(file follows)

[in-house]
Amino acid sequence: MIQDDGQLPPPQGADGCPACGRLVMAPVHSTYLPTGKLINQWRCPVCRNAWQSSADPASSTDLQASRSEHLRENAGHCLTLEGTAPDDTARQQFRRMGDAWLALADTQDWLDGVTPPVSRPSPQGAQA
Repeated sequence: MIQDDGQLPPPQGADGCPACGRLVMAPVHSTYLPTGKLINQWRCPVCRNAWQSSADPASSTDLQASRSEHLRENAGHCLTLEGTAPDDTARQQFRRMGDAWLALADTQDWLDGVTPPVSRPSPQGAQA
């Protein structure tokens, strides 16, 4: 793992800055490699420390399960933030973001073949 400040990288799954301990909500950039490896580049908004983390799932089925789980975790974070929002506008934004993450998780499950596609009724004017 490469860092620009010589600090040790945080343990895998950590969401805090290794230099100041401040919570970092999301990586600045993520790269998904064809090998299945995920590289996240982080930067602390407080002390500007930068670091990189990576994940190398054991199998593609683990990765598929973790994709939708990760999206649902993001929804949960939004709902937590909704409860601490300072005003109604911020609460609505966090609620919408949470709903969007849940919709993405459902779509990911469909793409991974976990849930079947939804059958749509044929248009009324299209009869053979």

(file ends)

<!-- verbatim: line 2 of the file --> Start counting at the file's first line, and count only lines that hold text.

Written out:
Amino acid sequence: MIQDDGQLPPPQGADGCPACGRLVMAPVHSTYLPTGKLINQWRCPVCRNAWQSSADPASSTDLQASRSEHLRENAGHCLTLEGTAPDDTARQQFRRMGDAWLALADTQDWLDGVTPPVSRPSPQGAQA